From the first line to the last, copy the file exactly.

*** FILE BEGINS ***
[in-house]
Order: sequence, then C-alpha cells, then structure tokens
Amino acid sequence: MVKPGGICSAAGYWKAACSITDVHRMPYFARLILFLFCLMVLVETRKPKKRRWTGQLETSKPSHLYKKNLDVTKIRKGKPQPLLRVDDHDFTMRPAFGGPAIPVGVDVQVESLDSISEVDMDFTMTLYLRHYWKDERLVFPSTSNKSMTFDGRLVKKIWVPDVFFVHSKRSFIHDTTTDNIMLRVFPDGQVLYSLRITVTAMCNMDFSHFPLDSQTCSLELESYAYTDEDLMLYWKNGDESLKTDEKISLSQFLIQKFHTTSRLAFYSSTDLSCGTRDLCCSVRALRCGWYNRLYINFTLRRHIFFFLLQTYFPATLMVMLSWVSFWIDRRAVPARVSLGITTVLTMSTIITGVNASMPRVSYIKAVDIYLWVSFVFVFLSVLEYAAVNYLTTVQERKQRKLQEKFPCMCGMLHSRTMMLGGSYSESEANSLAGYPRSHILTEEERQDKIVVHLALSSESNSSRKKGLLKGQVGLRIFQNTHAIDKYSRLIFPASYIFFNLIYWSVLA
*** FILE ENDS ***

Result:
[in-house]
Order: sequence, then C-alpha cells, then structure tokens
Amino acid sequence: MVKPGGICSAAGYWKAACSITDVHRMPYFARLILFLFCLMVLVETRKPKKRRWTGQLETSKPSHLYKKNLDVTKIRKGKPQPLLRVDDHDFTMRPAFGGPAIPVGVDVQVESLDSISEVDMDFTMTLYLRHYWKDERLVFPSTSNKSMTFDGRLVKKIWVPDVFFVHSKRSFIHDTTTDNIMLRVFPDGQVLYSLRITVTAMCNMDFSHFPLDSQTCSLELESYAYTDEDLMLYWKNGDESLKTDEKISLSQFLIQKFHTTSRLAFYSSTDLSCGTRDLCCSVRALRCGWYNRLYINFTLRRHIFFFLLQTYFPATLMVMLSWVSFWIDRRAVPARVSLGITTVLTMSTIITGVNASMPRVSYIKAVDIYLWVSFVFVFLSVLEYAAVNYLTTVQERKQRKLQEKFPCMCGMLHSRTMMLGGSYSESEANSLAGYPRSHILTEEERQDKIVVHLALSSESNSSRKKGLLKGQVGLRIFQNTHAIDKYSRLIFPASYIFFNLIYWSVLA